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Trump impeachment trial: logos, ethos and pathos

February 12, 2021

The prosecution case against Donald Trump in the impeachment trial was compelling TV. We’re so used to American courtroom dramas in which a major part of the action is as much outside the trial as in it. And within the courthouse we’re treated to a constant dance between the facial expressions of the judge, the jury, the defendant, the witnesses and those looking on. All contribute to the dramatic tension.

Yet in the impeachment trial, we were able to focus only on two things: the rhetorical skills of the lawyers and the evidence they presented in the form of video clips and text messages. We were thus presented with the lawyer’s art in its purest form. Yes, it was a performance, but in the manner of a series of musicians performing alone on an unadorned stage, with only the music, the performer and the progression of one piece to the next to command our attention.

It was a masterly performance. As I watched these people, who had built their political careers on the back of their experience as lawyers, I was reminded that the essence of their art has changed little since Aristotle first defined the three basic elements of argument: logos, ethos and pathos.

Logos: the presentation of facts and logic to build the case that Trump had incited the mob, not just on January 6th but through his behaviour and actions in the months and years before. Ethos: the establishment of the speaker’s credibility and their authority to argue that what transpired as the result of Trump’s action and inaction was both illegal and morally wrong. And pathos: the appeal to the emotions of jurors who were presented with the fear, the pain and the injury done to those who found themselves in the path of the mob.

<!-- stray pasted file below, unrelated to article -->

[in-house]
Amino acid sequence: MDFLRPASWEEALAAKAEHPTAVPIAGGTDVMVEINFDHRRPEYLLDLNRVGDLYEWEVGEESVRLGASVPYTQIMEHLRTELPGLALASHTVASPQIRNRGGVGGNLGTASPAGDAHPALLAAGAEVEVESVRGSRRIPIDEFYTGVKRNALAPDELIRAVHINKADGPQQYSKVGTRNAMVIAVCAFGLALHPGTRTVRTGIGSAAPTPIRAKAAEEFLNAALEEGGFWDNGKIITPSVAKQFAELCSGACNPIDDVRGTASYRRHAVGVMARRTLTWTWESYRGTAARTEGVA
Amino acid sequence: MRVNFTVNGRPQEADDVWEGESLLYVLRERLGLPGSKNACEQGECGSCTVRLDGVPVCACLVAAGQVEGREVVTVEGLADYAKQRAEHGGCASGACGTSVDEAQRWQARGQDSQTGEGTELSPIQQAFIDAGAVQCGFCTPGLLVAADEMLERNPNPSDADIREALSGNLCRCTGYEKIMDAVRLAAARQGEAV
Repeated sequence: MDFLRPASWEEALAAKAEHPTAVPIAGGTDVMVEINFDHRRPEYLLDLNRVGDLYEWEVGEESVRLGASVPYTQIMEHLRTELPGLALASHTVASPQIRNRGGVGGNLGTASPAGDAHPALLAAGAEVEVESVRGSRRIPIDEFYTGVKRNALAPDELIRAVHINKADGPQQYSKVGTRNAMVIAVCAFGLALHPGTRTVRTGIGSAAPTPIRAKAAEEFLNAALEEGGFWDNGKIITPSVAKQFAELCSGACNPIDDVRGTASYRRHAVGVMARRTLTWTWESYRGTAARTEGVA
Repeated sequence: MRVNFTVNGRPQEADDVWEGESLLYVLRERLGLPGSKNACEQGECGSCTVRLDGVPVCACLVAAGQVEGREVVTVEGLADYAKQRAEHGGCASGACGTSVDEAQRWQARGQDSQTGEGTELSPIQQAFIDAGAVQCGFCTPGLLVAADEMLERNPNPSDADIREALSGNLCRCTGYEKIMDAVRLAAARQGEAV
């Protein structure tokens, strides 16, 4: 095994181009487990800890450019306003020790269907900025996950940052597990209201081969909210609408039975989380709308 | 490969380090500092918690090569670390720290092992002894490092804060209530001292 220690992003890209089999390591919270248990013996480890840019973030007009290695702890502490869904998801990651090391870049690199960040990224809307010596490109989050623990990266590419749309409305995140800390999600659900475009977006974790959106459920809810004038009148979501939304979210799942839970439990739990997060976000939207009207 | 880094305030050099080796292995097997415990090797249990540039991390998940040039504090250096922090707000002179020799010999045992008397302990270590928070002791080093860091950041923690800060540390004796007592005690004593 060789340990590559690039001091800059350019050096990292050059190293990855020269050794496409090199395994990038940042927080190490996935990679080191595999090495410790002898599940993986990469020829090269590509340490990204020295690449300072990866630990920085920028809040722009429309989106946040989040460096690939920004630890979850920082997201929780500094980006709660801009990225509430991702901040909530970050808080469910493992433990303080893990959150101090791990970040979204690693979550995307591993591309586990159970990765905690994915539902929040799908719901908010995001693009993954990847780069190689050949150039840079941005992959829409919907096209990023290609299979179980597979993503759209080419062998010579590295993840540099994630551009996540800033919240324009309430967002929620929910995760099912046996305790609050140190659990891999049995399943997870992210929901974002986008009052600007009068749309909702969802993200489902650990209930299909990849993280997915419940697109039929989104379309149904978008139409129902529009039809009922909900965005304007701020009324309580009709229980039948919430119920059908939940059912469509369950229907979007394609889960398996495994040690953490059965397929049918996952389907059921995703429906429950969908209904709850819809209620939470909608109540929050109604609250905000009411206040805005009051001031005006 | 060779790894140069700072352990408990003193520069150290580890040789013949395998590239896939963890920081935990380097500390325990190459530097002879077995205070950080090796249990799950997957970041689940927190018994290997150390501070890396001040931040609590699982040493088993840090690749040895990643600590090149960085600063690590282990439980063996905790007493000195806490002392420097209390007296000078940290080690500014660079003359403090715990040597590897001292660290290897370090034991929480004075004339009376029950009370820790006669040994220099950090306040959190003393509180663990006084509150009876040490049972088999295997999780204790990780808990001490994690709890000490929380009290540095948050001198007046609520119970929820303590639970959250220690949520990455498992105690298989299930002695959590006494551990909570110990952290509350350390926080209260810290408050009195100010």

Pathos was enhanced by the fact that both the prosecutors and the jurors were also the victims and intended targets of the mob. So the argument was fortified by elements of the victim statements that are regular features of modern trials for serious crimes. The emotion shown by prosecutors was patently real, from the heart.

Of course, this is not a criminal trail in front of a jury chosen under specific rules designed to ensure fairness and impartiality. It’s a political trial. The jury are not impartial. Fifteen of them were not even present during much of the second day. In a criminal trial their absence would trigger an immediate mistrial, and probably contempt of court penalties for the absentees. Barring a remarkable change of heart by Republican senators, the outcome is a foregone conclusion. These people want to keep their jobs. So Trump will be acquitted.

Even if this is the outcome, you are unlikely to see such a powerful, well-organised and convincing indictment. All the more remarkable for having been put together a mere month from the event.

This is real lawyering. Take a break from all those fictional courthouses, and watch the real professionals in action. But don’t expect similar excellence from the defence. It’s difficult to defend the indefensible.

From → Politics, USA

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